Climate and Growing Season
Annual precipitation has a wide variance within the Central California Coast, rangingavaries from 12 to 60 inches. Maximum daytime temperatures typically range from 45 to 75 degrees Fahrenheit. Summer daytime temperatures are often modified by morning fog and sea breezes. The agricultural growing season varies between 200 to 300 days, depending upon latitude and distance to the Pacific Ocean.
Surface Water Characteristics
Several slow moving, tide affected major rivers in alluvial channels terminate in San Francisco and Monterey Bays. Much of the saltwater marshes on the north and south ends of San Francisco Bay are converted to salt evaporation ponds. A few slow moving perennial streams in alluvial or weak bedrock channels flowing directly to the Pacific Ocean occur in the northern part of the area. Some fast moving perennial streams in weak bedrock channels flowing directly to the Pacific Ocean occur in the southern part of the area. Reservoirs for municipal water supply are common in the northern part of the section.
Chief disturbance regimes include fire, seismic events and land use changes.
- Fire: Fires are of variable frequency, season and intensity.
- Seismic Activity: Seismically active area with strong shaking and ground rupture
- Land Use. Composition and successional sequence of some plant communities (especially grassland communities) has changed because of plant and animal species introduced between the late 1700’s and early 1900’s related to grazing, agriculture, forestry and urbanization. The northern part is rather densely urbanized.
Humans have been inhabitaing this region for at least 11,000 years, and have been an influential part of the central coast ecology for about 2000 years, thriving on the diversity of habitats from ocean and estuary to forest, and intensively gathering numerous resources. The Spanish established missions throughout the area in the late 1700’s and early 1800’s introducing agriculture and religious and social changes. Contemporary attitudes and beliefs are varied. The economy is diverse, ranging from San Francisco bay area financial and computer industries to rural agricultural and fishing industries; shipping, tourism and recreation are important industries.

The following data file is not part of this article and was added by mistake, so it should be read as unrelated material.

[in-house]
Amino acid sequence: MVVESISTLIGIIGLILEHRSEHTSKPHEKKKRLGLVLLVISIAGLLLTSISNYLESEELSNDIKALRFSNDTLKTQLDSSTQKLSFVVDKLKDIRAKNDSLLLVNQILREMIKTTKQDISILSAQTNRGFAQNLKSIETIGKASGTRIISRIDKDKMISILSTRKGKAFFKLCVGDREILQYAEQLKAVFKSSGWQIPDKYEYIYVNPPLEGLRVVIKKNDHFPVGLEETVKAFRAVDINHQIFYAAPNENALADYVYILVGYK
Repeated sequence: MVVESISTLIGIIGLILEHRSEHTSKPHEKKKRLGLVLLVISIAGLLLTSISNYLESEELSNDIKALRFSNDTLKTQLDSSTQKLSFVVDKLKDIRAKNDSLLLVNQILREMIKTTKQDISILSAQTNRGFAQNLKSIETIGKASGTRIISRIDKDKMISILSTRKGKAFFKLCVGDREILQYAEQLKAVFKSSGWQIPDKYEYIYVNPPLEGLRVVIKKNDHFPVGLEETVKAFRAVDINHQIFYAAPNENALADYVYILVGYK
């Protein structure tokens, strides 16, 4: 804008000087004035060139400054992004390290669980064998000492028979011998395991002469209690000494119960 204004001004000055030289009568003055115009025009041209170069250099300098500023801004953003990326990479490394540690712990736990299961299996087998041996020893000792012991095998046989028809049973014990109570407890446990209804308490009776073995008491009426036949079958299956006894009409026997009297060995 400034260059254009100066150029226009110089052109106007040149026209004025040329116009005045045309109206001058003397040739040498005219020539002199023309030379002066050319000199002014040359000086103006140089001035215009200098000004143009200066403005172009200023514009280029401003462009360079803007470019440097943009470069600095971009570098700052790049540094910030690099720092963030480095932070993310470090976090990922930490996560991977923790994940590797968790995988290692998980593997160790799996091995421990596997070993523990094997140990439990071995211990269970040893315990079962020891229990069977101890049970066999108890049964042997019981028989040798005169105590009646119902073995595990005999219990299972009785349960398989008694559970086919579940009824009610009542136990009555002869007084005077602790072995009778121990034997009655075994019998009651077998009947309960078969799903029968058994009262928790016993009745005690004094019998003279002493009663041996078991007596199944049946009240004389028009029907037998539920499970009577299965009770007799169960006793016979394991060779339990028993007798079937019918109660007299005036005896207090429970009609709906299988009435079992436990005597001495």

- M.Barbour, B.Pavlik, F.Drysdale & S.Lindstrom. 1993. California’s Changing Landscapes: Diversity and Conservation of California Vegetation. Sacramento: California Native Plant Society. ISBN: 0943460174
- Taylor H. Ricketts. 1999. Terrestrial ecoregions of North America: a conservation assessment. Island Press. 485 pages
- Michael G. Barbour, Todd Keeler-Wolf, Allan A. Schoenherr. 2007. Terrestrial vegetation of California. University of California Press. 712 pages
- C.Michael Hogan. 2008. Morro Creek. The Megalithic Portal. Ed. A.Burnham
- Philip Alexander Munz, David D. Keck. 1973 . A California flora. University of California Press. 1905 pages
Disclaimer: This article contains information that was originally published by the United States Forest Service. Topic editors and authors for the Encyclopedia of Earth have edited its content and added new information. The use of information from the United States Forest Service should not be construed as support for or endorsement by that organization for any new information added by EoE personnel, or for any editing of the original content.